She was terrified to make the phone call.
A slave to the diplomat who brought her to the United States from the Philippines, all Amalia knew of the country was 24-hour video surveillance, verbal abuse and long hours scrubbing toilets behind locked doors. Could she trust the people on the other end of the line? Her English was broken. Would they understand her plea for help?
But the phone number was all she had; she was painfully aware of that. She mustered courage and dialed.
In her Washington D.C. office, Vanessa Chauhan was waiting by the phone.
"National Human Trafficking Resource Center," she said. Her voice was friendly, comforting. "How may I help you?"
That call was the start of a months-long relationship that would support the Filipino woman through the process of escaping modern-day slavery and building a new life for herself.
A hotline may seem an insignificant weapon in the fight against a crime that oppresses an estimated 150,000 people in the United States. But Chauhan and her colleagues, who give up weekends, holidays and sometimes a full night's rest to make sure no call for help goes unheard, do more than just answer phones. The National Human Trafficking Resource Center, which is run by the nonprofit Polaris Project, coordinates anti-slavery efforts all over the United States, working with more than 3,300 organizations to find victims and connect them with the services they need. With support from a growing number of state legislators and law enforcement leaders, the hotline has drastically expanded its reach in recent years. Since 2008, when Polaris Project took over responsibility for the hotline, call volume has grown by more than 300 percent. In less than 5 years, the organization has helped more than 5,600 people escape slavery.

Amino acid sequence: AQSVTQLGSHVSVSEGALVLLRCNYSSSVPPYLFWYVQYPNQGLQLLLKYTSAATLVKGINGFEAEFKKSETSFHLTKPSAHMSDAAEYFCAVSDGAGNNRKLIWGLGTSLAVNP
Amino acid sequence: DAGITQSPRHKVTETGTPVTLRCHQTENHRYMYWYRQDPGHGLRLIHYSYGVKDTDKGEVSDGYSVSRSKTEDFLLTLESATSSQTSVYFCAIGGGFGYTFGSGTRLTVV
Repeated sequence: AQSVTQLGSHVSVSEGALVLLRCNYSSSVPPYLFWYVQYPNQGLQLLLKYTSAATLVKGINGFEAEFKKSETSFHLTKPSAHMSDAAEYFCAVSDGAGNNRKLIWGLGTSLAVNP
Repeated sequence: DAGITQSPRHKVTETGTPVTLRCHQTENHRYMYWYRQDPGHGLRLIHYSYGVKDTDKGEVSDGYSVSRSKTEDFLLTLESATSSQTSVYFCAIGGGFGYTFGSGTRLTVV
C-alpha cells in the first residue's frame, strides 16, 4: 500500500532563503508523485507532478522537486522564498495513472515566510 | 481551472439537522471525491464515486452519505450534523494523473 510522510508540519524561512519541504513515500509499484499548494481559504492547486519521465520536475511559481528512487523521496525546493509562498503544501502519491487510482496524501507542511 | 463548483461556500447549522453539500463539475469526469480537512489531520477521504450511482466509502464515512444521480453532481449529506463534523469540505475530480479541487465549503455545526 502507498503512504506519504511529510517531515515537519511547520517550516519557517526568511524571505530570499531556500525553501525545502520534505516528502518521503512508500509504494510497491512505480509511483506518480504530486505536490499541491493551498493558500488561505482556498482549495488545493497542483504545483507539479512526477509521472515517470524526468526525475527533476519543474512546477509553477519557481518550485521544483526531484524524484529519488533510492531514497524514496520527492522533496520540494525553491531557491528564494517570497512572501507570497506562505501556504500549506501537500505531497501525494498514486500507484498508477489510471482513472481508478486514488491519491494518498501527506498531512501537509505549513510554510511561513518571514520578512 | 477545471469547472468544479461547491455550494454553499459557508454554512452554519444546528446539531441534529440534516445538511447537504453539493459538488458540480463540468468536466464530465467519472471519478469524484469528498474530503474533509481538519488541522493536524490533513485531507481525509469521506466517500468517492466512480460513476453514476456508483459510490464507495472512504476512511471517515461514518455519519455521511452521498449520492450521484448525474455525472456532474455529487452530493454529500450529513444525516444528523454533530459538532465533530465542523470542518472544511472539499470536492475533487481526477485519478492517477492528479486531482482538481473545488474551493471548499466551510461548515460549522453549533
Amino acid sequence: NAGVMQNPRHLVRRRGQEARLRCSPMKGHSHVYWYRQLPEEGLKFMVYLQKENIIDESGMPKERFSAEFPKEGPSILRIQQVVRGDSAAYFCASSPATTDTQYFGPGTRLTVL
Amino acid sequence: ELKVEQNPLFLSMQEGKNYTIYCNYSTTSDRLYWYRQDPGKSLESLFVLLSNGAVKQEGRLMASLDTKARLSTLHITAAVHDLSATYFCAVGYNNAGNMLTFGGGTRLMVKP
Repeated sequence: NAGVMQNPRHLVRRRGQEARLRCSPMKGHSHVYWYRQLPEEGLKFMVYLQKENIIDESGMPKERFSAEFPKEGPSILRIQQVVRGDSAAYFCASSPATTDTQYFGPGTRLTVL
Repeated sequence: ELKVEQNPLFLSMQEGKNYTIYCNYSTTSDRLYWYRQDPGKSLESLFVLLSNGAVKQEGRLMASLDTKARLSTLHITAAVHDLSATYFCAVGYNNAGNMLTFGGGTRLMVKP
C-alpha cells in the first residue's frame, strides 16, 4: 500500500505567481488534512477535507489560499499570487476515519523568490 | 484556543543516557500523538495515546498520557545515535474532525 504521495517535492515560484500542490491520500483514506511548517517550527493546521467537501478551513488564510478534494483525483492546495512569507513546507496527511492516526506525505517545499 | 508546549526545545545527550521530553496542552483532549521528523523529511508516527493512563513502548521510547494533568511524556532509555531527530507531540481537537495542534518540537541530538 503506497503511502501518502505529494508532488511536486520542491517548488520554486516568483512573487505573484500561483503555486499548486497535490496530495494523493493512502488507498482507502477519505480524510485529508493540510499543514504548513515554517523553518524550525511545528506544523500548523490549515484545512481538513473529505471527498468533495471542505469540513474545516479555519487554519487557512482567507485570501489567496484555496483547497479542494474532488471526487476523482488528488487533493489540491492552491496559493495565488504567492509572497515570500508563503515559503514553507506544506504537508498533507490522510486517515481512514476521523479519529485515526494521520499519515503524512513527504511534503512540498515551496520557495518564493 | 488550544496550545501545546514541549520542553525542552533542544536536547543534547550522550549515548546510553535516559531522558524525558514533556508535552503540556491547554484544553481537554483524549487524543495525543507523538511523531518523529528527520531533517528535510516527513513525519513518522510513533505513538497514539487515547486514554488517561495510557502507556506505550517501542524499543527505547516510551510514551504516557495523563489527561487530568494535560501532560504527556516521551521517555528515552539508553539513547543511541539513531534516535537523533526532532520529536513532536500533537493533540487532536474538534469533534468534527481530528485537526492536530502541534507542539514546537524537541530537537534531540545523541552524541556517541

"Everybody in the anti-trafficking field is very networked," said Ronna Bright, manager of the Central Valley Against Human Trafficking program in Fresno, Calif. "The hotline is like the hub of the wheel. They're at the center of everything."
When Amalia, whose name has been changed to protect her identity, took a job as a housekeeper in the United States, she thought she was signing up for a 40-hour-a-week gig. Her employer, a high-ranking Taiwanese diplomat posted in Kansas City, Mo., agreed to pay her $1,240 a month. But things turned upside down almost as soon as she arrived on U.S. soil. Hsien-Hsien "Jacqueline" Lui, Director General of the Taipei Economic and Cultural Office, confiscated Amalia's travel documents and threatened to have her arrested if she "acted out," according to an affidavit filed by the United States Attorney for the Western District of Missouri. Amalia was forced to work 16-18 hours a day, received no time off for weekends or holidays and was only paid $450 a month. She was kept under video surveillance and was not allowed to leave the premises without supervision.
The hotline was always in the back of her mind. Before she left the Philippines, U.S. consulate staff gave Amalie a red, white and blue pamphlet titled: "Know Your Rights."
"If your rights are violated," the text instructed, "call this toll-free number."
The "Know Your Rights" pamphlet is part of a federal push to promote awareness about and assist in identifying victims of modern-day slavery, which is officially called human trafficking. States have also taken steps in recent years to promote awareness about the issue. In the past five years, nine states have passed laws encouraging or requiring establishments like bars, truck stops, restaurants or hotels to post hotline information. Twelve more are considering legislation.
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